The first court to come to that conclusion was that of the Austrian Habsburgs. Already in 1749, the diplomat Wenzel Anton Count Kaunitz (1711–1794) had advocated a radical change of course and partly convinced his monarchs, Maria Theresia (r. 1740–1780) and, to a lesser degree, her husband, the Emperor Francis I of Lorraine (r. 1745–1765), of the wisdom of his proposition. According to Kaunitz, it was necessary for Austria to prioritise the heartlands of its power, the Holy Roman Empire and Central Europe, over its peripheral possessions in the Southern Netherlands—roughly present-day Belgium—and in Italy. On this German battleground, Brandenburg-Prussia under its Elector-King Frederick II (r. 1740–1786) was its main enemy, and its most bitter enemy as well. In 1740, upon the death of Emperor Charles VI (r. 1711–1740) and the accession of his daughter Maria Theresia, Frederick II had seized upon the moment of weakness of the Habsburg dynasty to invade and annex some of its richest domains, the Duchy of Silesia and the County of Glatz. In the general conflagration that ensued, Vienna saw itself forced to give precedence to its struggle for survival against a French-led coalition and, pressured to do so by London, had to cede Silesia to Frederick (Peace of Breslau of 11 June 1742, 36 CTS 275; Peace of Berlin of 28 July 1742, 36 CTS 409; Peace of Dresden of 25 December 1745, 37 CTS 429; General Peace of Aachen [Aix-la-Chapelle] of 18 October 1748, 38 CTS 297). The hallmark of Austria’s foreign policy, according to Kaunitz, should be the recovery of Silesia and the destruction of Prussia as a great power and an opponent to imperial authority in Germany. To this purpose, Kaunitz wanted to build a grand coalition in order to attack and dismember Prussia. He realised that neither Britain nor the much-weakened Dutch Republic could be or wanted to be of much use in such a scheme, as the cavalier way in which they had treated Austria’s desire to reconquer Silesia in the 1740s had amply shown. For this plan, Vienna would need powerful continental allies, such as Russia and, above all, the greatest force in Europe, France.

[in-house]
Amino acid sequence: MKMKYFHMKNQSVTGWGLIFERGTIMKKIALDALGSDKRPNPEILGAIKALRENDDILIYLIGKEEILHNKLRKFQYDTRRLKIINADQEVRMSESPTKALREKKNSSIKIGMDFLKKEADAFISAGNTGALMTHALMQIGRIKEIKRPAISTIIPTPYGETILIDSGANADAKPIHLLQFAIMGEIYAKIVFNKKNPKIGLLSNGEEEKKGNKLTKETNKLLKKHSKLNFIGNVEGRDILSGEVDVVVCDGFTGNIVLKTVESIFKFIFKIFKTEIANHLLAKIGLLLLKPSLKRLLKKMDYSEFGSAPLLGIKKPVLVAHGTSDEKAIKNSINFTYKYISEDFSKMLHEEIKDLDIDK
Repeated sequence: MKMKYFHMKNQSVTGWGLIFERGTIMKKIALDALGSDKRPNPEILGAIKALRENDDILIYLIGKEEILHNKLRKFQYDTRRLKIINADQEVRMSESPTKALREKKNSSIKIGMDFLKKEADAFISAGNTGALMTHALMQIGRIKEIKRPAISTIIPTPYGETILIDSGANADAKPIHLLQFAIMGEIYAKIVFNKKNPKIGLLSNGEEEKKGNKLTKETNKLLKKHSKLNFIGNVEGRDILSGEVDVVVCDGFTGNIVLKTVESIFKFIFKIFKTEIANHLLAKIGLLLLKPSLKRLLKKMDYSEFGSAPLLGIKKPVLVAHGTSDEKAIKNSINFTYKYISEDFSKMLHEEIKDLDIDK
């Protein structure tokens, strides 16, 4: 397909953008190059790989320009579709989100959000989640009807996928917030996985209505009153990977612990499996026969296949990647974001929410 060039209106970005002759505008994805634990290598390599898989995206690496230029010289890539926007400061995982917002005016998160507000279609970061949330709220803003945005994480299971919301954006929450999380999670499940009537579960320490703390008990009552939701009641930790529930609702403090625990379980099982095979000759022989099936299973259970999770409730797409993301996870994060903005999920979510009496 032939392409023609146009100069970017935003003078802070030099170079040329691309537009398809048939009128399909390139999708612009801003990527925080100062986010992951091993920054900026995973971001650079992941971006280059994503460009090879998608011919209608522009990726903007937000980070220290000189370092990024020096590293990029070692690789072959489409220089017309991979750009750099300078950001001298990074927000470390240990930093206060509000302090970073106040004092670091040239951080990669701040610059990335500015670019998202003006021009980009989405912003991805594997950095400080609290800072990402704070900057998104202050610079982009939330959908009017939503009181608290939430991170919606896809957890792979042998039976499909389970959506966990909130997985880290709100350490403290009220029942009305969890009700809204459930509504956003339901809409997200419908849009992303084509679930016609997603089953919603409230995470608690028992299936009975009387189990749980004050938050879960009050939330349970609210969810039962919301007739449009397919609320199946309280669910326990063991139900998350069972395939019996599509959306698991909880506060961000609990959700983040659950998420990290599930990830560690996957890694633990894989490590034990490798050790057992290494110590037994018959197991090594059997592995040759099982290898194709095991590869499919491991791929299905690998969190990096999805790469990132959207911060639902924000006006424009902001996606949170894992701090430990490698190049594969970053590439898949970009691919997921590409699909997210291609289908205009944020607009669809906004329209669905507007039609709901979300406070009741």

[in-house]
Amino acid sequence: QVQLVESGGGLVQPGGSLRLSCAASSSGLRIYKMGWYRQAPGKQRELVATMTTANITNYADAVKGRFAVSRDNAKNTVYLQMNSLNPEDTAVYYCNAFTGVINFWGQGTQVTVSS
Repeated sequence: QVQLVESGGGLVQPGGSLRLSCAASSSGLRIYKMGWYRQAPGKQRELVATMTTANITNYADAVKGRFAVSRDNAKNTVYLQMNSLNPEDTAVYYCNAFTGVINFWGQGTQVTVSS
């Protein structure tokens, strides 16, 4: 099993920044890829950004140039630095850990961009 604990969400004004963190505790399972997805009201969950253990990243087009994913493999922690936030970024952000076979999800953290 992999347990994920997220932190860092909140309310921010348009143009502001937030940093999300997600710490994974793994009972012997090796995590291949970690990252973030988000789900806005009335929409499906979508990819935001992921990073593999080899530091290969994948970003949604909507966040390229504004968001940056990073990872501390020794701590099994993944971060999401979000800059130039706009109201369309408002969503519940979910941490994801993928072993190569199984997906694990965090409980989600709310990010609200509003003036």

Kaunitz’s first attempts, however, came to naught. During his three-year-long embassy in France (1750–1753), he made no progress either in moving towards an understanding with France or in alienating France from its ally Prussia. It took until the summer of 1755 for Kaunitz, now chancellor and leader of Vienna’s foreign policy, to begin scoring some success.